Watch-Like Heartbeat Monitor Seeks to Replace Passwords

Researchers have developed a wearable device that measures electrocardiogram readings, which are unique to every person, that the researchers hope could be used as an alternative to passwords for authentication.

The heart beating in our chests contains in its right atrium a bundle of nerve cells and synapses known as the cardiac pacemaker. The cardiac pacemaker emits electrical impulses that cause the human heart to beat. These electrical impulses and the heart rhythm they produce can be measured by an electrocardiograph, creating a reading called an electrocardiogram (ECG). These ECGs – if measured with enough precision – are uniquely identifiable. So like a fingerprint, no two human beings produce the same electrocardiogram, a promising reality for makers and proponents biometric authentication.

Passwords, the de facto authenticators, represent a serious security weakness for a number of reasons, chief among those is that humans quite simply tend to create bad passwords in order to remember them more easily. Therein lies the problem: good passwords are hard to guess and hard to remember; bad passwords are easy to remember but easy to guess as well. For years, replacing the password with something simpler and more secure has been a priority in the security industry, and despite a deluge whacky biometric indicators and other science fiction-inspired ideas, nearly everyone uses passwords to log on to their various devices and to login online.

A company called Bionym is the newest participant in the contest to replace passwords as it continues development on a new wearable device that will measure the ECG of its wearers. Bionym claims the device can reliably differentiate one ECG from another, even in cases where the heart is beating faster or more slowly than it normally would.

Their device is called Nymi, and it wears like a wristwatch but contains two electrodes: one making contact with a user’s wrist, and the other on the opposite side. When a user touches his or her fingertip to the second electrode (the one not touching the wrist), a circuit is established and the user’s heart rhythm is monitored, producing an ECG. This ECG is then analyzed by a piece of software developed by Bionym and packaged with Nymi as an application.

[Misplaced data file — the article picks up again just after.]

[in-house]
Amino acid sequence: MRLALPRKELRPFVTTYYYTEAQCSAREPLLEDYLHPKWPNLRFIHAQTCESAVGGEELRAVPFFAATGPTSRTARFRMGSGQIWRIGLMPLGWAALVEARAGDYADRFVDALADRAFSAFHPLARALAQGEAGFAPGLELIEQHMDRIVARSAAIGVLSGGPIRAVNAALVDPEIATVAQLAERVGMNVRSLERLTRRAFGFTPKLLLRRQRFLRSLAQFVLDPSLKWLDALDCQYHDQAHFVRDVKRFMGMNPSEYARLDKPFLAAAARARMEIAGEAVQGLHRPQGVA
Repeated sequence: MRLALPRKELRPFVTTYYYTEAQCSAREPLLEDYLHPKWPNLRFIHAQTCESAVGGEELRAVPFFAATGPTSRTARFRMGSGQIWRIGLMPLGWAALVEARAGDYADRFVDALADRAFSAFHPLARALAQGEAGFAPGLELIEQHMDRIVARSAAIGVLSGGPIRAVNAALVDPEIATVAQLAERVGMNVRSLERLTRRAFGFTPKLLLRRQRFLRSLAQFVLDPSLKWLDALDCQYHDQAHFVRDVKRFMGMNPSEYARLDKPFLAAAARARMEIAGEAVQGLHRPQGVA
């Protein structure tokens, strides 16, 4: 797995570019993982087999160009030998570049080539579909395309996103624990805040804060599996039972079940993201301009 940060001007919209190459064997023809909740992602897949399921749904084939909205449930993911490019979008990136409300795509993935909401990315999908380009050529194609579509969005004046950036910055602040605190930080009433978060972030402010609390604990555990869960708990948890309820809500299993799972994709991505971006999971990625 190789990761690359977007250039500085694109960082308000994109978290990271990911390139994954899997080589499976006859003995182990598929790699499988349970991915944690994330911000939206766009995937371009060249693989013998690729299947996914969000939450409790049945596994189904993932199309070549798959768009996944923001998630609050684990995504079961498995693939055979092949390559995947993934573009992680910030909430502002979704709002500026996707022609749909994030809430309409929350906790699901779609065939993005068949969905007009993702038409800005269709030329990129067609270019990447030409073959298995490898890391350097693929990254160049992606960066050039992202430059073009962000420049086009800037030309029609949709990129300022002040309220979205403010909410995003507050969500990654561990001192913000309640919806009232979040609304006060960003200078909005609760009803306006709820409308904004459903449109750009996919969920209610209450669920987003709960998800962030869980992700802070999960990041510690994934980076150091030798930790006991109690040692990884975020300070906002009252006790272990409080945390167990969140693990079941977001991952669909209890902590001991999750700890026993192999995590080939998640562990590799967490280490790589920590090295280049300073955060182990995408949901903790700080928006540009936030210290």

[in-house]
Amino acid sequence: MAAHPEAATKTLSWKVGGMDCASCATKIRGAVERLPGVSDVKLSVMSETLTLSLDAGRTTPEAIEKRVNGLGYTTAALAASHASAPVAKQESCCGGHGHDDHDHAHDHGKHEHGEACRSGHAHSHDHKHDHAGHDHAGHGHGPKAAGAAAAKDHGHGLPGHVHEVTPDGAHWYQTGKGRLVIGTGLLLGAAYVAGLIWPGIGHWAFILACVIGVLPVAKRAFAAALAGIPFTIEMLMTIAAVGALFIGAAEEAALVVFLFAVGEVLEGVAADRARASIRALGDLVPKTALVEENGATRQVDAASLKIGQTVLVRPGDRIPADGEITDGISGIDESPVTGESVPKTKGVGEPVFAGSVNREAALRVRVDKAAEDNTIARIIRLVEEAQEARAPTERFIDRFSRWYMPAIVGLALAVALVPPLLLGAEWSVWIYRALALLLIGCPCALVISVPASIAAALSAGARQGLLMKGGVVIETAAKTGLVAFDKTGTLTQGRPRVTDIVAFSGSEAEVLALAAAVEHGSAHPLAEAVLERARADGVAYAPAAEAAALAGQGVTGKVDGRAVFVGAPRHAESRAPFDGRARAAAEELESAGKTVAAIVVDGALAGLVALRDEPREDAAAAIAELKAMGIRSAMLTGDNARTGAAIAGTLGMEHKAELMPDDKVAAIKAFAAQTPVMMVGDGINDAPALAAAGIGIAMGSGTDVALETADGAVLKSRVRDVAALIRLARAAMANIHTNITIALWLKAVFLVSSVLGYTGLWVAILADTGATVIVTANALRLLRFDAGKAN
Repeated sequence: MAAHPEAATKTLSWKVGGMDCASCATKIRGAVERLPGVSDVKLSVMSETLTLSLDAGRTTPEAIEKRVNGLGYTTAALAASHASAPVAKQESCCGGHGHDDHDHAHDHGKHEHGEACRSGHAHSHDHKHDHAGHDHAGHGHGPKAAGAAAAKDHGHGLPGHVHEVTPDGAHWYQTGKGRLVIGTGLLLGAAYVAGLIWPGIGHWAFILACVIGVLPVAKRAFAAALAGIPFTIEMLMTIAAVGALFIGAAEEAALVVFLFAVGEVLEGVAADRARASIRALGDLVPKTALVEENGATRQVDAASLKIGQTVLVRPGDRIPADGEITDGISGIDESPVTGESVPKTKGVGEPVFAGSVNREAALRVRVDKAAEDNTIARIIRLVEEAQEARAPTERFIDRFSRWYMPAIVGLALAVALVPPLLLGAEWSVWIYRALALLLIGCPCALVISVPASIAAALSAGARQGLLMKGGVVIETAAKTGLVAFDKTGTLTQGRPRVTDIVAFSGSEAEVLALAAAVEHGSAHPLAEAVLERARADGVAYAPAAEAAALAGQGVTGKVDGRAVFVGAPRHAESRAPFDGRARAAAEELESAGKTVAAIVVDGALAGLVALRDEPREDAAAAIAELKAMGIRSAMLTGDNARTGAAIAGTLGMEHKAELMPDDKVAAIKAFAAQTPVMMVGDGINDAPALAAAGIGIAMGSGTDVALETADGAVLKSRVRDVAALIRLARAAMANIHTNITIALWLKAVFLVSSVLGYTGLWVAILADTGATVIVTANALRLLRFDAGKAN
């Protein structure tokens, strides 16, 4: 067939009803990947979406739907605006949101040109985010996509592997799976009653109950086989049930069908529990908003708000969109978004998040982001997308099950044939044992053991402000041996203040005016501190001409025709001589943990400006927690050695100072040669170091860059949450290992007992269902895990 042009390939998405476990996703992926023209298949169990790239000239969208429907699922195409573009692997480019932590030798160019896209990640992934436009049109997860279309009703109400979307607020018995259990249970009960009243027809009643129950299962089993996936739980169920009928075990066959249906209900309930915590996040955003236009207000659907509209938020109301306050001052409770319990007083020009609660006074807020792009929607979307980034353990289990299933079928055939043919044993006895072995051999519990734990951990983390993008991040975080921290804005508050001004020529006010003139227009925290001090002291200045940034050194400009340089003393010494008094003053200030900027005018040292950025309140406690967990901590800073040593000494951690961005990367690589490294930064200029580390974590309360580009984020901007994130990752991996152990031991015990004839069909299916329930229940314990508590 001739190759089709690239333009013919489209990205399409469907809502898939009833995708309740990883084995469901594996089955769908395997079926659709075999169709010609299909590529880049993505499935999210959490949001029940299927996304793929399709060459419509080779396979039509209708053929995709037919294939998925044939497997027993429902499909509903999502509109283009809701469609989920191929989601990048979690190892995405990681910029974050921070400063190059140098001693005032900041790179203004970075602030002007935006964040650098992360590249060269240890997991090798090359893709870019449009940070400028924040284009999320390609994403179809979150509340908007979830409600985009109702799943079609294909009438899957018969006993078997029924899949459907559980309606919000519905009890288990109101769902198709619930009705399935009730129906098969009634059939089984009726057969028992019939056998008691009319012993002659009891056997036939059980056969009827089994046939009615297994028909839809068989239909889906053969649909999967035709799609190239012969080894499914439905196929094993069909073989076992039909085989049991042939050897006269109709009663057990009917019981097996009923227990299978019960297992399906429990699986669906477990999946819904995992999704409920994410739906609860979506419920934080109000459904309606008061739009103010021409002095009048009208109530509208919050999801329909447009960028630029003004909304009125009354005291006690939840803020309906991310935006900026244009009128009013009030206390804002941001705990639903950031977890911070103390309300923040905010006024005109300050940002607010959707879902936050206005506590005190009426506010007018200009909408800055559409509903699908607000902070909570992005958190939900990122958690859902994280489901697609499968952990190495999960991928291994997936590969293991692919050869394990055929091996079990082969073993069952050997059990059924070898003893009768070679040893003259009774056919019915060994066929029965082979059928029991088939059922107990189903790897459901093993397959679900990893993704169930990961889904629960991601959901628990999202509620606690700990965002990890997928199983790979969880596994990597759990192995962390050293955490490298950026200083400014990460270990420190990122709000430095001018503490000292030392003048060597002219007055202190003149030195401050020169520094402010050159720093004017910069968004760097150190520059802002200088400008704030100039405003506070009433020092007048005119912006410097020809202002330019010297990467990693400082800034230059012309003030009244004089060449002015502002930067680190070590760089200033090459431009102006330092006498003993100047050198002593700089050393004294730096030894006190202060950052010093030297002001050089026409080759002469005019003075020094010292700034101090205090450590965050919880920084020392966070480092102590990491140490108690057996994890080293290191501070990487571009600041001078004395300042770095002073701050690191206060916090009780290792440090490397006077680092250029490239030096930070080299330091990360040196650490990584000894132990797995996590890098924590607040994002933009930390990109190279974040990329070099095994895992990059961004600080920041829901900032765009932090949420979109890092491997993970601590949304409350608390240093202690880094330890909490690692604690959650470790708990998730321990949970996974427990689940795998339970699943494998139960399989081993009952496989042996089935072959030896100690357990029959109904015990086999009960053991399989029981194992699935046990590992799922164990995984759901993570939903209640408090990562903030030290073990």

“We perform signal processing to extract unique features expressed in the overall shape of the wave,” a Bionym spokesperson told Threatpost in an email interview. “We match against those features, not the raw signal.”

The app will then authenticate a user for any devices that the Nymi is programmed to work with. Bionym plans to launch the device sometime in 2014. They are currently in the process of collaborating with developers so that when the device does launch, it will be compatible with as many devices as possible.

Karl Martin and Foteini Agrafioti, both researchers and biometric experts from the University of Toronto, founded Bionym. They may be among the first to produce a wearable device capable of monitoring a biometric indicator for authentication purposes, but they are not the first people to come up with the idea in theory.

Bruce Tognazzini, a usability engineer and human-computer interaction expert, penned an extensive article on his personal blog earlier this year arguing that – in order to be successful – Apple’s mythed iWatch must be an authentication mechanism in addition to whatever else it is capable of. He suggested biometric measures as the best baseline authenticator.

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  • Randy on

    Sheesh. Massive assumptions here, by the vendor and security community (as well as the writer): 1. The claim of uniqueness is valid. How was uniqueness tested, and what was the sample size? Or is this an unsupported claim by the vendor? 2. The device is sensitive enough to support uniqueness. The analog signal (ECG) is converted to digital, and in the process data is thrown away. Unless the conversion and data point mapping is exposed we only have the vendor's assertion to rely on. Can the signal be spoofed? I can think of a couple ways it might be and I'm no kind of security expert. 3. Physical changes. ECGs are not static over time. A minor event is likely to cause a lockout, and with an aging population that becomes increasingly likely. Biometrics have been a fond hope for security, but the problems with commercialization and conceptualization leave it wanting.

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